I arrived late at night in São Tomé, capital of São Tomé & Principe, a small, 2-island nation off the coast of Equatorial Guinea in Africa. Booking this place had been a bit of a whirlwind, between Airbnb hosts either not replying to me or telling me to book them on another site/bring cash (which is against the rules & didn’t want to lose my account for this) and expensive listings on hotels.com, I wound up going with the person who seemed most helpful and brought the desired cash along with me. Glad I brought extra, because I was surprised by how many ‘taxes’ got added on! Of course, he didn’t have change, so we added a breakfast the 2nd morning (not the 1st, as I planned to sleep in) to round out the bill. Sneaky.
I walked around a lot and enjoyed the relaxing time I had in São Tomé.
I passed by the presidential palace and tried to snap some pictures, but some super-unfriendly guards put an end to that.
I turned and went through Parque Popular and the Youth Park on my way to the northeast part of the city, out to the coast.
From here, I checked out the fort, São Sebastião, which I liked a lot. Too bad you can’t go in.
I had a very lackluster dinner at a place that was out of pasta and out of pizza crust, so my vegan options became a salad and french fries.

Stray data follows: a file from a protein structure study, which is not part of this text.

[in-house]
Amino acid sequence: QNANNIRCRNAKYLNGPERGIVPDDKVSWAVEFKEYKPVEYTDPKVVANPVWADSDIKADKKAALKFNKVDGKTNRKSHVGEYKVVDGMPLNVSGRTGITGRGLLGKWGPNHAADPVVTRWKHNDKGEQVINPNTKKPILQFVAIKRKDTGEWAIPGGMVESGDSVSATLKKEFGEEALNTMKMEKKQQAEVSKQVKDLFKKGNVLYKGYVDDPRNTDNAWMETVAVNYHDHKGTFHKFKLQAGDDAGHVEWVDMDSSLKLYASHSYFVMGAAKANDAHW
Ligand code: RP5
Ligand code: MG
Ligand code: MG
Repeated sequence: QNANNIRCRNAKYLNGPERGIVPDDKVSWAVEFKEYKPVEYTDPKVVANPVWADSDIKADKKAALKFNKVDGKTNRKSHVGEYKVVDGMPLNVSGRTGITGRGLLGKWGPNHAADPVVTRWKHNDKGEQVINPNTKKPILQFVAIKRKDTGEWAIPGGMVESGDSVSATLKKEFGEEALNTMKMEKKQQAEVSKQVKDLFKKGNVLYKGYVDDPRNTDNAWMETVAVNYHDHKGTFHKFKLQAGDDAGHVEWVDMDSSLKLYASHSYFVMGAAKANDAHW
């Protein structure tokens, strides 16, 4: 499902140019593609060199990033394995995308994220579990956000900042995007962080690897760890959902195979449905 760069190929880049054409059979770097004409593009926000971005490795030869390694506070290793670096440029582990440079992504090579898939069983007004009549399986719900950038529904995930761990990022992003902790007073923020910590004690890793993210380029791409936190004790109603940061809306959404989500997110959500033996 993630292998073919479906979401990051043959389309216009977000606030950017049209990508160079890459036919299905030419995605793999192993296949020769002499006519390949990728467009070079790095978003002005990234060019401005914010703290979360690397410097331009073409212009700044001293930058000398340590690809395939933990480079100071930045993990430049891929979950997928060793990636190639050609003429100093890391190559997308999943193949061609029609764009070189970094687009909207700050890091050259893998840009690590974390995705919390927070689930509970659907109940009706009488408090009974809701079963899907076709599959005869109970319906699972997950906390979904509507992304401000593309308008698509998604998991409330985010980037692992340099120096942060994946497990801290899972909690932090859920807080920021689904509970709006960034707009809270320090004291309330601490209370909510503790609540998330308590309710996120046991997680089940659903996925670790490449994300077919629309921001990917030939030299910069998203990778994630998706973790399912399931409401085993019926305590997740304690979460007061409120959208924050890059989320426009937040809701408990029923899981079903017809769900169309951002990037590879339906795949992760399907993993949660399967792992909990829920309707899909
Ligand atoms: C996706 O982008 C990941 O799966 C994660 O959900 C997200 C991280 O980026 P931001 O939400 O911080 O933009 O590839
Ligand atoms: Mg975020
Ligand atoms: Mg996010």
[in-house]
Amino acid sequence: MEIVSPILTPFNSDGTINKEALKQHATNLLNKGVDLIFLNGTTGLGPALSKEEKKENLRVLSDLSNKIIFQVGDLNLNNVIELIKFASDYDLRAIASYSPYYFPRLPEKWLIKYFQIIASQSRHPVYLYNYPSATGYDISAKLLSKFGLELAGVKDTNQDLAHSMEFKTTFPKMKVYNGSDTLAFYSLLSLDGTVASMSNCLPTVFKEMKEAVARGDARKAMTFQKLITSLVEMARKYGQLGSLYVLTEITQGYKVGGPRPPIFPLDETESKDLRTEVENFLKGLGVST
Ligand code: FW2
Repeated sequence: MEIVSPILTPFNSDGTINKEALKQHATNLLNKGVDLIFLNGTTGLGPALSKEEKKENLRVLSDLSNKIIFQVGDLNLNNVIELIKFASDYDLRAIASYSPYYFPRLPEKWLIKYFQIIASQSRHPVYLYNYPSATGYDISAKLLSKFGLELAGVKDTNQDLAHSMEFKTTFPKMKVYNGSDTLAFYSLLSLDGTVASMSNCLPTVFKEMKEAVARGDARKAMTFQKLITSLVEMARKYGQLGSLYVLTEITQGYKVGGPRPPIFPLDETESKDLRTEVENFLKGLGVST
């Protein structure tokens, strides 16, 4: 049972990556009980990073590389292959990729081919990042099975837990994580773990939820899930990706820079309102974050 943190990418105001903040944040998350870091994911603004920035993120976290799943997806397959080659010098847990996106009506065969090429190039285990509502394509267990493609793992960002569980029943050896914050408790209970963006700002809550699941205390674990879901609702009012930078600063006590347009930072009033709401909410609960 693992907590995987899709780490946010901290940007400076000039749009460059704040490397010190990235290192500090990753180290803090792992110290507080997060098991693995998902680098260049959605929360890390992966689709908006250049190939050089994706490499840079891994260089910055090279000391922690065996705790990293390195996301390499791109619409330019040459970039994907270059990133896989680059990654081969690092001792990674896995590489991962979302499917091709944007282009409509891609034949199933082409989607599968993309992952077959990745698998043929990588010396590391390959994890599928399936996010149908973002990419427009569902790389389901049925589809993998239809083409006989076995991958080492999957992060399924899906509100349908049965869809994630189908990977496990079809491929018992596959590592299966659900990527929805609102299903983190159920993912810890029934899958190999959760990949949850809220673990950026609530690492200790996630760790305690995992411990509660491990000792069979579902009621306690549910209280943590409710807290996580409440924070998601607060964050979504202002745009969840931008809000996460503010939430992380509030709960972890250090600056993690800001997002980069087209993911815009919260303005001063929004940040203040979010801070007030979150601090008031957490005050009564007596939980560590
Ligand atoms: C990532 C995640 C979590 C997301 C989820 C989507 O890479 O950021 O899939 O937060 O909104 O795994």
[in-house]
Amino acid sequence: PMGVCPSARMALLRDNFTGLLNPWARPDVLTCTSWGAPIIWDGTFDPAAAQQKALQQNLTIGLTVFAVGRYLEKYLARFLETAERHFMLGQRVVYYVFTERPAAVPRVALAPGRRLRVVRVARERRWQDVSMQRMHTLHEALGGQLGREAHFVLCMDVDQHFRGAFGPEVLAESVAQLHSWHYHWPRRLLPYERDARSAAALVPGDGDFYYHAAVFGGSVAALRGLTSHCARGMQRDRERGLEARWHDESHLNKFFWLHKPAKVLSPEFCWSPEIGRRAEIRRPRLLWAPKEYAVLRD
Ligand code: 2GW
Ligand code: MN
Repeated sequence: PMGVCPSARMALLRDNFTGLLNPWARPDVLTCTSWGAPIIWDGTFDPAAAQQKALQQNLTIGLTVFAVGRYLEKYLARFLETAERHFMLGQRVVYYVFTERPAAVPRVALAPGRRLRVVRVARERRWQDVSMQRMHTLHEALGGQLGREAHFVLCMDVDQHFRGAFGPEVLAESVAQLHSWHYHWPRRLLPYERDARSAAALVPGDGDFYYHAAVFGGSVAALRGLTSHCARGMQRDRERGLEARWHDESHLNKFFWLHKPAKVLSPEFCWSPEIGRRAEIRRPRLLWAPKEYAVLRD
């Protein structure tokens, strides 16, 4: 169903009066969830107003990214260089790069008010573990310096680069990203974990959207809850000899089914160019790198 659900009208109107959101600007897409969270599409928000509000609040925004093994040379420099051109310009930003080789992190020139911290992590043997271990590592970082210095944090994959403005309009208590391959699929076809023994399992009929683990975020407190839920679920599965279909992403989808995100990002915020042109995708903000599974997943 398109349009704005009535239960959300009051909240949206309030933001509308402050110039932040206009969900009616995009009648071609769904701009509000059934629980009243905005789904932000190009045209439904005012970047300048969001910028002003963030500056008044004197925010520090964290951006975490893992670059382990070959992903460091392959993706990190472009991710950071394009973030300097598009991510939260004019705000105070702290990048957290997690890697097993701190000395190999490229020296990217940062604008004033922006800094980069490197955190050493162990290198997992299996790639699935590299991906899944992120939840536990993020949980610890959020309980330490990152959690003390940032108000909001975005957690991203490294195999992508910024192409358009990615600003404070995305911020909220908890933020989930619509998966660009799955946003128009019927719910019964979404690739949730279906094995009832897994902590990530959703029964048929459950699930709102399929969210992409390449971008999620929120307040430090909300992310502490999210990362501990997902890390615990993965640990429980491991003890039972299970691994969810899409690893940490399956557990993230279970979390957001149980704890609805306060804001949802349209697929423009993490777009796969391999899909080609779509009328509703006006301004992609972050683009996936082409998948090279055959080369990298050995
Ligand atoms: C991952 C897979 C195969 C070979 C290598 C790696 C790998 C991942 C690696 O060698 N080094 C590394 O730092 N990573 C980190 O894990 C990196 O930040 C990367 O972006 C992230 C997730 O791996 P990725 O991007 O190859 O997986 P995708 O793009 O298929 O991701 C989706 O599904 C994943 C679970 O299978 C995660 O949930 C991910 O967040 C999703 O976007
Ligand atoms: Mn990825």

Breakfast at the b & b the next morning was mostly good, except for being served the most obviously-not-ripe guava in history.
I walked around a bunch more, got my wrong info from the Angolan Embassy (thanks!), and really enjoyed the vibe & fresh air.
Even São Tome & Principe is feeling the Paw Patrol vibe.
There was something big going on at the National Stadium, but I couldn’t figure out what it was without getting lost in the crowd, and it seemed like whatever was going on wasn’t for me to watch (the evil looks and lots of soldiers discouraged me from going in). It seemed like maybe Olympics tryouts or army recruiting, something along those lines.
I walked along the bay and through the heart of the city, into the market, and along the sea wall. I doubled-back through the Parque Popular, seeking a good meal, and had one (but overpriced) at Sabor da Ilha (Flavor of the Island), where they actually knew what ‘vegan’ meant.
I definitely needed to walk off that heavy meal. São Tomé is a cool city, and I made sure to exchange my money before leaving. Fun fact: not 1 single country recognizes the money of São Tomé & Principe, so you need to exchange it before getting to the airport, or you’ll be stuck with it forever.
Back at the b & b, the host offered to drive me to the airport for free, because I was lucky enough that he needed to pick up 3 people who were arriving at the same time my flight was leaving, so I could ride with him to the airport. Fantastic.
The border control agent was either really nosy or really bored (either way, really annoying) when he went stamp-by-stamp through my passport and asked me “Why did you go to China? Why did you go to Belize? Why did you go to….?” Zzzzzzz.
Tiny little airport, only 1 plane on the ground, but they made sure to check the boarding passes 3 times. I’m not sure how I could be getting on the wrong plane, but it’s job security for 3 people!
Good times in São Tomé.This entry was posted in Africa, sao tome, sao tome & principe